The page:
It’s been two weeks since we touched down in the Hashemite Kingdom of Jordan. As we descended to the airport on the outskirts of Amman, I noticed an odd touch of geographical irony in that the landscape of the Holy Land, when viewed from the air, is strikingly reminiscent of that surrounding Las Vegas: Sin City, Nevada.
The similarities stop there, though. Amman is a sprawling city of low-rise square buildings built almost invariably of limestone. The “white city” as it’s called seems to rise and fall like sand dunes over the seven hills on which it rests. Add to that the frenetic souks downtown; the blue-domed mosques that checker the cityscape; the
vexingly persistent heat; and I cannot help but feel dazzled at the reality of my location – I’m really in the Middle East.
My first week here passed in a blur of activity. After clearing customs (more on that later) we were met by four men wearing the CIEE logo and who claimed to speak only Arabic, though we later learned that that was just cruel joke. They led us in packs to a collection of white vans which took us to a nearby hotel. We would stay there for the two days of orientation before splitting off to our assigned apartments scattered
throughout the city. Having just endured a twenty-hour traveling day, I skipped most of the formalities and promptly fell asleep.
Around dawn on the day after our arrival, we one-hundred-or-so study abroad students found ourselves on a tour bus bound for the Dead Sea, about an hour south of Amman. The academic staff had elected it as the site of our orientation program, a decision about which none of us could complain. The Dead Sea, the lowest point on Earth, is so salinated that it’s literally impossible to sink. After intently listening to the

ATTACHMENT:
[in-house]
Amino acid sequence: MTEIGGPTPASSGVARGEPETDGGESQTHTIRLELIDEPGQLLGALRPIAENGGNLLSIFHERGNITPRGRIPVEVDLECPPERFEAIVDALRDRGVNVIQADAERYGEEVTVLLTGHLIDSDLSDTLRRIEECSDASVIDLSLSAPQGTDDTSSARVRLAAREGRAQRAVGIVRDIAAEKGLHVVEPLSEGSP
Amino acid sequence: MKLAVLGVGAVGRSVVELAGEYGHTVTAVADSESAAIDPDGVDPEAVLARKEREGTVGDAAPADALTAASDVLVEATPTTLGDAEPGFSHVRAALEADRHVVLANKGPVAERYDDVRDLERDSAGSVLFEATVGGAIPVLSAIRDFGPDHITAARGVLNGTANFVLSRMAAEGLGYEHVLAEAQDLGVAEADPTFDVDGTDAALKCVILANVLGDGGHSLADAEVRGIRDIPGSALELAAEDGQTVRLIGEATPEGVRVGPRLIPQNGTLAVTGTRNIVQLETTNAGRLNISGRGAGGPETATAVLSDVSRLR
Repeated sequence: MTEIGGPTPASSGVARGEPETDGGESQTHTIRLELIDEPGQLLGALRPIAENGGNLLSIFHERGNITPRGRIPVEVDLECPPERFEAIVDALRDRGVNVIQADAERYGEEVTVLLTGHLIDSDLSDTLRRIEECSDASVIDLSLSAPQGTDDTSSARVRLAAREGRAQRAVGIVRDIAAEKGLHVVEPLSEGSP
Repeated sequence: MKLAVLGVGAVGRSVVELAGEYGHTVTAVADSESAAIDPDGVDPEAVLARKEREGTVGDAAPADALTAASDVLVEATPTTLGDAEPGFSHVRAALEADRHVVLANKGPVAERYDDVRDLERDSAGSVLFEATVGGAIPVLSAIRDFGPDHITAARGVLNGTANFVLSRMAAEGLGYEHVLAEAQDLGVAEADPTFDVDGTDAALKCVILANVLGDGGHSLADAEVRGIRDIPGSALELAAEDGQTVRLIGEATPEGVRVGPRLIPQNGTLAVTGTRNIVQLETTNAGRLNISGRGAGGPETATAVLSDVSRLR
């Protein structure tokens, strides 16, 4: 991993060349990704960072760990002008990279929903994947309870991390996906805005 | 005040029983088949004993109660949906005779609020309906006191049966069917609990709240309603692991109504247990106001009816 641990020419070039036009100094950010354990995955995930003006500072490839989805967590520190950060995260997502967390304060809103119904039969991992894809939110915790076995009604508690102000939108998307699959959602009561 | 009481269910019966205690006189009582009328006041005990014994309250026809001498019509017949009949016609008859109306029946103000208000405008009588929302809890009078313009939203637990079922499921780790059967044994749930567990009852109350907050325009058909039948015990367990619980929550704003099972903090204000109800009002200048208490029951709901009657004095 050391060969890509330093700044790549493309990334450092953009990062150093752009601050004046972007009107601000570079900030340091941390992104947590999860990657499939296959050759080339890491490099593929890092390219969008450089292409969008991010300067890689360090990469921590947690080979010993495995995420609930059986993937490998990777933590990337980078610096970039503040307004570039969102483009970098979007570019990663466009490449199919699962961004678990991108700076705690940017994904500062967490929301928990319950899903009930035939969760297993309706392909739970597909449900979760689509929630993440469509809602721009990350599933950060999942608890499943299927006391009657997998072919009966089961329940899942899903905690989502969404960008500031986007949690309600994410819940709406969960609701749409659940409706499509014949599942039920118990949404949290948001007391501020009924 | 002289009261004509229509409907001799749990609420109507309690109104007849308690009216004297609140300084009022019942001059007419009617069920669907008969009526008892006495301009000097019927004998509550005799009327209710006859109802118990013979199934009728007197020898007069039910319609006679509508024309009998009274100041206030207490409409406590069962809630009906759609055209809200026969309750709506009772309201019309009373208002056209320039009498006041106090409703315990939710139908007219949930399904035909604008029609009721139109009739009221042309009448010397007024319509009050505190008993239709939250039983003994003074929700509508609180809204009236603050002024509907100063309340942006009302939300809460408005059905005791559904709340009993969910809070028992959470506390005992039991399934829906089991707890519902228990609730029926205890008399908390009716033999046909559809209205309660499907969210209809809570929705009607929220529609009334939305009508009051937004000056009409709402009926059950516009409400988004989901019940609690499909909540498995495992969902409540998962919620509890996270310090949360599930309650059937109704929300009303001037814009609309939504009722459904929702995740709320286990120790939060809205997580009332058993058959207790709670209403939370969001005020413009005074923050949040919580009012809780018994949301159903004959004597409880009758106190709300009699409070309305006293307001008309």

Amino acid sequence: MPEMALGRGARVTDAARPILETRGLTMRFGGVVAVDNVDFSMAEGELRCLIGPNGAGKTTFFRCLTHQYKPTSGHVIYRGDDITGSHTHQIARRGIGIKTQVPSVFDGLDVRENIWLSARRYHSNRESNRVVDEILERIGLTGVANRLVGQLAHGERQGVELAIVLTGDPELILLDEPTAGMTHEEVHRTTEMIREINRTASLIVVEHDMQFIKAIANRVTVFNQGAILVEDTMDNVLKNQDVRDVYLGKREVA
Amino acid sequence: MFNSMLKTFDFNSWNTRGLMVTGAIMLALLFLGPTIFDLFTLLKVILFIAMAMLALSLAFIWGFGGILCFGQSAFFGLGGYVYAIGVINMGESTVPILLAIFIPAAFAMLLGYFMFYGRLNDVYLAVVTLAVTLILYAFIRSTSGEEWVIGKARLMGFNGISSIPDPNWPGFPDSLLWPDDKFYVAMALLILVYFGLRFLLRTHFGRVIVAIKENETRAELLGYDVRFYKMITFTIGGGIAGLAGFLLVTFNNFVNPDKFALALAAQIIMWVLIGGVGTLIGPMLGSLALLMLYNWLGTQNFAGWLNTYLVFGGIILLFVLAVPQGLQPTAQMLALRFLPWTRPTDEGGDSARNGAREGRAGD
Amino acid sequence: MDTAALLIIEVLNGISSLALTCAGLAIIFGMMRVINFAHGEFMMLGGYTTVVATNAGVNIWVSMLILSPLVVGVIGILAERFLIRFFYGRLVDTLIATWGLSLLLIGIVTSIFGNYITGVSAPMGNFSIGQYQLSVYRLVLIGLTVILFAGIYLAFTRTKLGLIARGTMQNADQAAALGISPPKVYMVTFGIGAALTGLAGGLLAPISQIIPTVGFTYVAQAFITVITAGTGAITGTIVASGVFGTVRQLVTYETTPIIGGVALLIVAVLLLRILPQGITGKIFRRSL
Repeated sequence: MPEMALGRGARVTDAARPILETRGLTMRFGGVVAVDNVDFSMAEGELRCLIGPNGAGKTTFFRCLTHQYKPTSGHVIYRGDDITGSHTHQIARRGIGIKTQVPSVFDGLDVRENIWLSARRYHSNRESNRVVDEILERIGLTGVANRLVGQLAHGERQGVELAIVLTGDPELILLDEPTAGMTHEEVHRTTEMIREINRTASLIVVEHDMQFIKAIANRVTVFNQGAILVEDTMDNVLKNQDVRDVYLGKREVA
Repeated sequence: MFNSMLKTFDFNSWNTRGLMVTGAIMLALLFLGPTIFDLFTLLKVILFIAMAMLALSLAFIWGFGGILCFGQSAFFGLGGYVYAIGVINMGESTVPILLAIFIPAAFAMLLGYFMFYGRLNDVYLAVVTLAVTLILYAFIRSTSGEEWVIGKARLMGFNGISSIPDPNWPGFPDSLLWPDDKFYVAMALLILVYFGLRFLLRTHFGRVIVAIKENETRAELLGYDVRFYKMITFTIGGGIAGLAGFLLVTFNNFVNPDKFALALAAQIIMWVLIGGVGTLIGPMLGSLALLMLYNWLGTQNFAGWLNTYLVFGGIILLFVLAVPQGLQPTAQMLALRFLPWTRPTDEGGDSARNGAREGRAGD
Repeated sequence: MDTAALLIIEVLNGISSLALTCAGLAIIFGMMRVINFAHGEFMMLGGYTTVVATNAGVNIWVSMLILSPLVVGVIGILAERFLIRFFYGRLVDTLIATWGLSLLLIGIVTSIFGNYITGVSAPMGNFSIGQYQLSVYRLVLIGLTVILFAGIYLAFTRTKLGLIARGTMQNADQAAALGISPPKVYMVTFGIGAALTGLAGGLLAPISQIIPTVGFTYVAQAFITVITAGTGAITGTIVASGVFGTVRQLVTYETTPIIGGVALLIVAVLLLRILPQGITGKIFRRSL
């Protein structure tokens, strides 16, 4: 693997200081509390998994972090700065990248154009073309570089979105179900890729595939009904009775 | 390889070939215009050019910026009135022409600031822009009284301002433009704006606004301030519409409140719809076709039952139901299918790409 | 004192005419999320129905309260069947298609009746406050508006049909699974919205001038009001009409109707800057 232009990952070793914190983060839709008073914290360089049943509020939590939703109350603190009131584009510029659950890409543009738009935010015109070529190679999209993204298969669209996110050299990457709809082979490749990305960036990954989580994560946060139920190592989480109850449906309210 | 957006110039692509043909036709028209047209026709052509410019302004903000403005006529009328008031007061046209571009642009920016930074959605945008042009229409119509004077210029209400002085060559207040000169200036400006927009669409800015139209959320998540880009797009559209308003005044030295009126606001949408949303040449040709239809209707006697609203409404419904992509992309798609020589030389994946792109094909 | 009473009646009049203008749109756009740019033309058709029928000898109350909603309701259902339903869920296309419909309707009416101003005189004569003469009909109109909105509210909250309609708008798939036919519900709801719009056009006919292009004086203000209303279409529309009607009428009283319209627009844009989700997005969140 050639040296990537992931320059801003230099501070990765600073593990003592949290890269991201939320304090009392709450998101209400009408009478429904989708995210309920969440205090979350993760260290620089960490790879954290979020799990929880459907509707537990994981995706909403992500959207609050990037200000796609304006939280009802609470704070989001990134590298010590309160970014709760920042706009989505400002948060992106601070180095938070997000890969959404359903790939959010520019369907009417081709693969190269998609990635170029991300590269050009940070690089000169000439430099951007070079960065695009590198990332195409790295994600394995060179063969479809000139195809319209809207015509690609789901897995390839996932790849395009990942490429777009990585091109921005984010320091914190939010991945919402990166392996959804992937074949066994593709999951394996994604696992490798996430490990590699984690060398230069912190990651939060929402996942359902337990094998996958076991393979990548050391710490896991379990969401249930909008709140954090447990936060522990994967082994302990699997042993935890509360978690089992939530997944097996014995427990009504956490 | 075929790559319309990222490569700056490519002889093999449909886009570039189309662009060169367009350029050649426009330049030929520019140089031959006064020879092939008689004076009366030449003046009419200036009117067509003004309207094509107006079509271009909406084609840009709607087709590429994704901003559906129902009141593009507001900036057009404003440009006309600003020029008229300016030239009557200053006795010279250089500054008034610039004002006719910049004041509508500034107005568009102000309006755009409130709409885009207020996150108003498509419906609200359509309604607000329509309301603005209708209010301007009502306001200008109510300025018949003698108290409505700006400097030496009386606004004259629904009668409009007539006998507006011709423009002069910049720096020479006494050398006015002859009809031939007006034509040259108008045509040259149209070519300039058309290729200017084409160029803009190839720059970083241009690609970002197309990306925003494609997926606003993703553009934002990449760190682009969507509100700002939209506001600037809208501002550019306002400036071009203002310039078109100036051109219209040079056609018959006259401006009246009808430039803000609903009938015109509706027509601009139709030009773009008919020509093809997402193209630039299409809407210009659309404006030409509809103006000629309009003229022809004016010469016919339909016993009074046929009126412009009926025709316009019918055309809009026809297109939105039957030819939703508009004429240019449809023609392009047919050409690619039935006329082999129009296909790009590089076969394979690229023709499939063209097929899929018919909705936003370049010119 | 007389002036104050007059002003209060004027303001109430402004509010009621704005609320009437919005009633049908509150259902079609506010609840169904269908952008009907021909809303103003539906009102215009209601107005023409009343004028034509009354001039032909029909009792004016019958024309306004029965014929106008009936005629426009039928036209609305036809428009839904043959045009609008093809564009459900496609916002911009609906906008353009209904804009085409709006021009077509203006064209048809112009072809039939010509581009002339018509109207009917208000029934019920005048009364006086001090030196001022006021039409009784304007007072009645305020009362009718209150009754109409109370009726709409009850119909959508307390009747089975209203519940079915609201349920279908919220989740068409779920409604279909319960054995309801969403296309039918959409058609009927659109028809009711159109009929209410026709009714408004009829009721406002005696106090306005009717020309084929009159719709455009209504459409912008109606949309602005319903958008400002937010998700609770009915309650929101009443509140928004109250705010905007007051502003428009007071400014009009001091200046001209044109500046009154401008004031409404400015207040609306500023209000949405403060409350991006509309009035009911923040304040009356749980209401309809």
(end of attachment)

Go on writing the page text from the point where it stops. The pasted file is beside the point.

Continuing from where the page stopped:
orientation presentation (read: sleeping), we were let loose on the beach where we all took turns marveling at our own buoyancy. I felt rather badly for the handful of tourists who had been enjoying the beach before our arrival, as I can’t imagine a less desirable vacation story than having your locale invaded by an hundred American college students.
Each of us slathered ourselves with gobs of Dead Sea mud, which we took from a large tripod near the water and then washed it off in the silky water. This apparently is a pastime of Dead Sea visitors, at least enough of one to merit a special tripod to display the stuff. The tripod was labeled, in English only, “Free Mud” presumably because only an American would ever expect to pay for mud.
The rest of our orientation was less glamorous. We transferred to our apartments a few days later, and began adjusting to everyday life in Jordan. Much of this has been no different than adjusting to any new city, whether San Jose or Beijing. But as I began trying to fit into normal Jordanian life, I couldn’t stop recalling my very first
experience upon getting off the airplane.
Those of us who had identified one another as fellow study abroad students while on the flight shared a momentary bout of panic as we attempted to navigate the Customs signposts which were written entirely in Arabic. We debated as to which line we belonged in as we each compared our interpretations of the various signs. Eventually we chose a line on the far right of the room filled by distinctively Western-looking businesspeople. We managed to come to a consensus that the line was labeled either “Investors” or “Foreigners” (I personally had thought it translated as “sandwiches”). In retrospect, our decision making process was something of a social experiment because what it ultimately boiled down to was: Follow the other white people.